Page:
A few changes to the original plan - we decided to go with pavers as a mowing edge around the fence. We're three-quarters of the way done with them. They aren't perfect, they're a little wonky, but HEY, we did them ourselves. I'm pretty sure Martha Stewart isn't out there laying pavers anymore.

We're still trying to figure out how to do a gate. I'm tentatively planning on building one myself (unless of course, I have another "I'm done with this" day and decide to go and find a ready-made one. I'm fighting the urge).

The other change is a big one. We're going to use mulch instead of stone for the interior paths. First off, stone is pretty darn expensive. And labor-intensive. And heavy (see the "I'm done" part above). Plus, I've been reading comments on the internets from people who totally regretted putting in stone, as once you commit to it, there is basically never the possibility of getting rid of it should you change your mind down the road (as in, hmm, I don't think I'm done here after all). Plus, they complain that the weeds still make there way into the paths, and they are even more difficult to pull. And while the pavers help with keeping the stone from migrating into the surrounding lawn, I happen to have a freakishly strong gravitational pull to my head, which seems to attract basketballs, baseballs and stray stones flying up while I mow the lawn. So you see, I just can't take the chance of putting an eye out. SO, mulch it is!!!!

Then there was the debate over landscape fabric. The consensus is that it doesn't really prevent weeds from popping up, either. And it's not an approved material for an organic gardener; it's made from petroleum and can possibly leach into the soil when it breaks down after many years. So, I shall say no thank you to landscape fabric.

I did learn that newspaper is a certified-organic material to place as a weed barrier as or under mulch (only the black and white pages though - no glossy color ads, magazine pages or that god-awful USA Today color rag), so that's what I think I'll do. You do have to replace it yearly, along with replenishing some of the mulch which, as an organic material, will break down too. So that digital edition of the NYT you're reading will do you no good in the garden. Please support your local newspaper, if just for the composting:-)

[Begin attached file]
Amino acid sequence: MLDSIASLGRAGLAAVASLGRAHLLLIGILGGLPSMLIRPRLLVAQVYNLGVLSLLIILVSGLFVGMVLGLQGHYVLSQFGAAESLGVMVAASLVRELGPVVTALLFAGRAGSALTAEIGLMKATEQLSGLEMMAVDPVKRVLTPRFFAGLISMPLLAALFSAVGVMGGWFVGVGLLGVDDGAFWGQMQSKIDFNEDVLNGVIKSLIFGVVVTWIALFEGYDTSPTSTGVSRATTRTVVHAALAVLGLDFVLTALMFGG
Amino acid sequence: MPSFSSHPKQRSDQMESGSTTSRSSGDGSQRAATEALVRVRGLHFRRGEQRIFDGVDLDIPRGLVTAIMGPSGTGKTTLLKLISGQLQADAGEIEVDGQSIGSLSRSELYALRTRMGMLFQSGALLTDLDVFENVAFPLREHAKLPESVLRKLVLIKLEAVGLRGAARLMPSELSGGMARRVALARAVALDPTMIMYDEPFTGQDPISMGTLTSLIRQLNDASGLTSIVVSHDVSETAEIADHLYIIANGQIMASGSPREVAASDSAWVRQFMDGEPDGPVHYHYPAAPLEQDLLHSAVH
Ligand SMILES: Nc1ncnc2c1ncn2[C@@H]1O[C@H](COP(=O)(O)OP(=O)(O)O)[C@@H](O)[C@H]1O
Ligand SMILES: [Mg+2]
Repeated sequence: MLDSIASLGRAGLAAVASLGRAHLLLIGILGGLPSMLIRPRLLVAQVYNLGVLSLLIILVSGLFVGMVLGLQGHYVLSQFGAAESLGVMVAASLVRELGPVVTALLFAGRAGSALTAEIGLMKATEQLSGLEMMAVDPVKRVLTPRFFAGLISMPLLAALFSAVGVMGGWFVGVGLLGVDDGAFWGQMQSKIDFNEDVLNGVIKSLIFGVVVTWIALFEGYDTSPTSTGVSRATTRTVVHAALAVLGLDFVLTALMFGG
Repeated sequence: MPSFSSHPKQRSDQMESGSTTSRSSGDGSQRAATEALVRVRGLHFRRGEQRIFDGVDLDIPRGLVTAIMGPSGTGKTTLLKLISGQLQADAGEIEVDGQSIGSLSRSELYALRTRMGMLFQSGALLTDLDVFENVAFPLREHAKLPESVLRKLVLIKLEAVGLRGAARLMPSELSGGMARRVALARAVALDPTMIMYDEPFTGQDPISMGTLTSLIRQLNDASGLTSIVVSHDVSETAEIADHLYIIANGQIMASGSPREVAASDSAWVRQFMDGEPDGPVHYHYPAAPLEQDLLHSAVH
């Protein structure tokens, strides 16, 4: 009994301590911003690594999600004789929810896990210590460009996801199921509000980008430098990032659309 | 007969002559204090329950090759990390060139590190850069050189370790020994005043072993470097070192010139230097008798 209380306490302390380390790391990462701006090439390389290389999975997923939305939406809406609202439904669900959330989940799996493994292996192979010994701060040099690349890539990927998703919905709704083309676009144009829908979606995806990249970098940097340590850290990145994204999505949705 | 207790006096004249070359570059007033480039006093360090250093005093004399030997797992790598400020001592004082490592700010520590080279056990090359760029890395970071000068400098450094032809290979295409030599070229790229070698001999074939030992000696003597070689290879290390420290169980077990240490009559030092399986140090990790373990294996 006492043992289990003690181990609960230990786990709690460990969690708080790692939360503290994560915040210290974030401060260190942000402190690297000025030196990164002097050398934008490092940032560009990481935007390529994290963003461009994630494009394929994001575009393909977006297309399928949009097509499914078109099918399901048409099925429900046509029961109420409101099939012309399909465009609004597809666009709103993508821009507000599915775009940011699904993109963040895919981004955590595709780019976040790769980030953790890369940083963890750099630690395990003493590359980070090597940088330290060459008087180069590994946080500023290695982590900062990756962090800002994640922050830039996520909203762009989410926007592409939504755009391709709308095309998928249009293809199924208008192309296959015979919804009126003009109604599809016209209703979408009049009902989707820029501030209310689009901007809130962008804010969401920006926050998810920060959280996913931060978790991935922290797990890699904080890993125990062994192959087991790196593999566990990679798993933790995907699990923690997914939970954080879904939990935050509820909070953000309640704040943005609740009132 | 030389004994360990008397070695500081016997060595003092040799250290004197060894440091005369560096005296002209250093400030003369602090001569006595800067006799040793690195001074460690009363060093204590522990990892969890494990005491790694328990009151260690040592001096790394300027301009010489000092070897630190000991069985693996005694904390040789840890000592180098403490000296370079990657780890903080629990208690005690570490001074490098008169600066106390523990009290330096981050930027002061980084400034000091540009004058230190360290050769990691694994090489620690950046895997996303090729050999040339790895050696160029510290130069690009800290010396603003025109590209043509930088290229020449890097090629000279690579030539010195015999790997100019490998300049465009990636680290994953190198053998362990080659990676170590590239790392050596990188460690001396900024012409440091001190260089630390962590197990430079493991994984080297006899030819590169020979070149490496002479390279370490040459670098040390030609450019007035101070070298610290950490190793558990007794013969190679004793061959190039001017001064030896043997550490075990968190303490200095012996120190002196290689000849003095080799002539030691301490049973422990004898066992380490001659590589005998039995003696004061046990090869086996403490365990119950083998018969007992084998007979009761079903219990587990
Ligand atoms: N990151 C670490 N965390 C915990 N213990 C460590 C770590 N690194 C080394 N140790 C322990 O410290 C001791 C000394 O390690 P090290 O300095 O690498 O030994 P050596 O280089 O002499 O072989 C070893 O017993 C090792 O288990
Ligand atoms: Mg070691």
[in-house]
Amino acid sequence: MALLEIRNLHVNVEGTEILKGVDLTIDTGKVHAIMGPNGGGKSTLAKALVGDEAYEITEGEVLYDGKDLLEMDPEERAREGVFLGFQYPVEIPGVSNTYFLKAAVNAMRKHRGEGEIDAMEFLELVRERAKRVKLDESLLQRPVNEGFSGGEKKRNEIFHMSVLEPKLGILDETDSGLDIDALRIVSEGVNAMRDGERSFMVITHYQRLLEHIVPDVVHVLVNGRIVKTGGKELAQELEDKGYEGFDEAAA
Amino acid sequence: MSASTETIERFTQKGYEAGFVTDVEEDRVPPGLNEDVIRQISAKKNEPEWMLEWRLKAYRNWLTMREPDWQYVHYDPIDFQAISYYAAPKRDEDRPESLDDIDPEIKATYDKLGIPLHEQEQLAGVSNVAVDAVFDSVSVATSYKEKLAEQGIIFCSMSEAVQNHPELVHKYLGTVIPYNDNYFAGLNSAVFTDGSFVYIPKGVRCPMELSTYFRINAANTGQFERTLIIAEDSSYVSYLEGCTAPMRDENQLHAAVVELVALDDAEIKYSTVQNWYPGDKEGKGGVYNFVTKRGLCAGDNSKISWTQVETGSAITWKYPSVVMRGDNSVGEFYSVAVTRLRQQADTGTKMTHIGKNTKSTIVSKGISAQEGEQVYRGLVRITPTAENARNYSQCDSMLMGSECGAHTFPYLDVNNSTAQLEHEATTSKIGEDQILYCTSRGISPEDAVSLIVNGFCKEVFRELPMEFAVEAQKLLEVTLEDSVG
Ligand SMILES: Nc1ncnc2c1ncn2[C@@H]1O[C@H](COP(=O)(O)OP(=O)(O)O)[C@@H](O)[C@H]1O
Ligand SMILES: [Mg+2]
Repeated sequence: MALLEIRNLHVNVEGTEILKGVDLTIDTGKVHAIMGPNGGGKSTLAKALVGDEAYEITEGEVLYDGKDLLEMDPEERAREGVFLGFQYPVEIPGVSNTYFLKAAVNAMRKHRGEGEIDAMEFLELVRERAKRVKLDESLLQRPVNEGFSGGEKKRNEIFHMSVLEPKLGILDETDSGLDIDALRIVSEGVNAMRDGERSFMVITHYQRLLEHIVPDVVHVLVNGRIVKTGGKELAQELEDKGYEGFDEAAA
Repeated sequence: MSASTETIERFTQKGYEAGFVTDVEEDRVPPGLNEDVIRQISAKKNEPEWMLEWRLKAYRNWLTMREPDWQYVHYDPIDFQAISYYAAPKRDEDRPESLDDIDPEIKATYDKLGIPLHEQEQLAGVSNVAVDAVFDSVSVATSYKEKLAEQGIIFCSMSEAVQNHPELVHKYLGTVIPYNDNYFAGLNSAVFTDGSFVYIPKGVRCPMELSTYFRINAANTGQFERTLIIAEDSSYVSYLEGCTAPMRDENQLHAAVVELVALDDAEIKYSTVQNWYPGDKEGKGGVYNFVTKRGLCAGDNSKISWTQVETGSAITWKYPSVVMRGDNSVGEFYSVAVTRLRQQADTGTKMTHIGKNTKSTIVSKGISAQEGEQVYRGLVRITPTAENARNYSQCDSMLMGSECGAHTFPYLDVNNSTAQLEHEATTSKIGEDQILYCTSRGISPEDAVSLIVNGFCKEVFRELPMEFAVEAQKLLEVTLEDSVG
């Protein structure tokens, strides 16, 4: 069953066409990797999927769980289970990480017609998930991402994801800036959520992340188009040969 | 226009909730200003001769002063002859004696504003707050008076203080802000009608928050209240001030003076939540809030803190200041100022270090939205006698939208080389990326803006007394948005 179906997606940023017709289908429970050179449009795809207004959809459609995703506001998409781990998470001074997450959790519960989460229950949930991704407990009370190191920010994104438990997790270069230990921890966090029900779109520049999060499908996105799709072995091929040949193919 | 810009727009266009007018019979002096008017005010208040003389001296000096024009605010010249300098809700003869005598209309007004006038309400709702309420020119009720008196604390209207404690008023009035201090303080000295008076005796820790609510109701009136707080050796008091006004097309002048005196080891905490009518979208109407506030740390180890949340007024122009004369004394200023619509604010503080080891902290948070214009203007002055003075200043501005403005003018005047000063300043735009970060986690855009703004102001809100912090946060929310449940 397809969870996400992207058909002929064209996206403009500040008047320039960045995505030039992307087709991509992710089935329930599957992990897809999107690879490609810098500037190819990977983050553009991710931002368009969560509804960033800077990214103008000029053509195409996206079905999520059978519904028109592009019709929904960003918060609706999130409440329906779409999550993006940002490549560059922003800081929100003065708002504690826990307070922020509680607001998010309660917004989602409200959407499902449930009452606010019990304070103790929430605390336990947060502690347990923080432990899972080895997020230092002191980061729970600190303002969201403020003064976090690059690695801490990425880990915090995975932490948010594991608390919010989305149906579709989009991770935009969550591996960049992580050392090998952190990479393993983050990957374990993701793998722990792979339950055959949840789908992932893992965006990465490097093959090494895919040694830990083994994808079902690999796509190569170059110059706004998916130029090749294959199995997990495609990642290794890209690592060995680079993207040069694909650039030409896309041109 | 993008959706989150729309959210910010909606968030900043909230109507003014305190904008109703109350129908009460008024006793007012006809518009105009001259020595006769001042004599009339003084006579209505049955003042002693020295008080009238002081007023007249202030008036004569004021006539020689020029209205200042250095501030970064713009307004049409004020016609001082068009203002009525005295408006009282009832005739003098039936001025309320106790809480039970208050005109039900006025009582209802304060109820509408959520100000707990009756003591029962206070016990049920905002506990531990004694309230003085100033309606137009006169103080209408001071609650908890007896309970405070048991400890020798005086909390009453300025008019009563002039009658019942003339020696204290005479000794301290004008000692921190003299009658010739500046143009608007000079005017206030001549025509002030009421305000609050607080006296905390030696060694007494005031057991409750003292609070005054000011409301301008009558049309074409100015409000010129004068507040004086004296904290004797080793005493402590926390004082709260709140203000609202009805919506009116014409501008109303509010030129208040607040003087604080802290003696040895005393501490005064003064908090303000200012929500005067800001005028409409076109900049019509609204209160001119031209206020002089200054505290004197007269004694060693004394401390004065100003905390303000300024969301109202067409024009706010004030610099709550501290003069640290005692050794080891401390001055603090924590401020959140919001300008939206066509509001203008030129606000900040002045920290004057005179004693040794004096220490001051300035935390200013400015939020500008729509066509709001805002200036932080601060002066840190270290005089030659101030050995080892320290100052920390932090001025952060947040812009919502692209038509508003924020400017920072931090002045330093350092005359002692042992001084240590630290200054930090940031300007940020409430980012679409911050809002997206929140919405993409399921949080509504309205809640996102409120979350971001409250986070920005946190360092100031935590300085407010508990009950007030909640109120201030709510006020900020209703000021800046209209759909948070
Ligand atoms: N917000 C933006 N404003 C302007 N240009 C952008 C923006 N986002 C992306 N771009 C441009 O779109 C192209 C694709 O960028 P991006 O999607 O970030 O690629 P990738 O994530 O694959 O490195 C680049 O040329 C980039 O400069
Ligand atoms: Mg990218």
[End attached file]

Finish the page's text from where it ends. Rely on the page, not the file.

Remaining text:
So next weekend is the home stretch - a couple more posts to go up, set the rest of the pavers, a gate, and the mulch. THEN it will be time for the vegetables (I almost forgot about them)! How embarrassing. Stay tuned . . .

Saturday, March 30, 2013

Speak of the Devil . . . er, Groundhog, That Is!

the construction begins for the new fence and stone path

It was an absolutely beautiful time to be outdoors today. With temps nearing 60 degrees, and the sun shining brightly, we broke ground today on our plans to outwit the groundhog who feasted upon our vegetable garden last summer (see my blog post from Aug. 2012). Reducing our harvest to next to nothing by the end of last year's growing season, it was a formidable foe, and we vowed to have a plan this Spring.

So we began the first step - digging out the sod around our existing raised beds. Bill and I worked on it for about three hours; backbreaking work for someone who's been somewhat sedentary this winter (that would be me). I'll probably pay for this tomorrow with sore muscles and the like. Or maybe not; come to think of it, I'm going to count all that snow-shoveling we did in February as preparation for this big dig. Anyway, we're almost done with the excavation. It doesn't look like much, but trust me - it was more wheelbarrow loads to the compost pile than I care to count.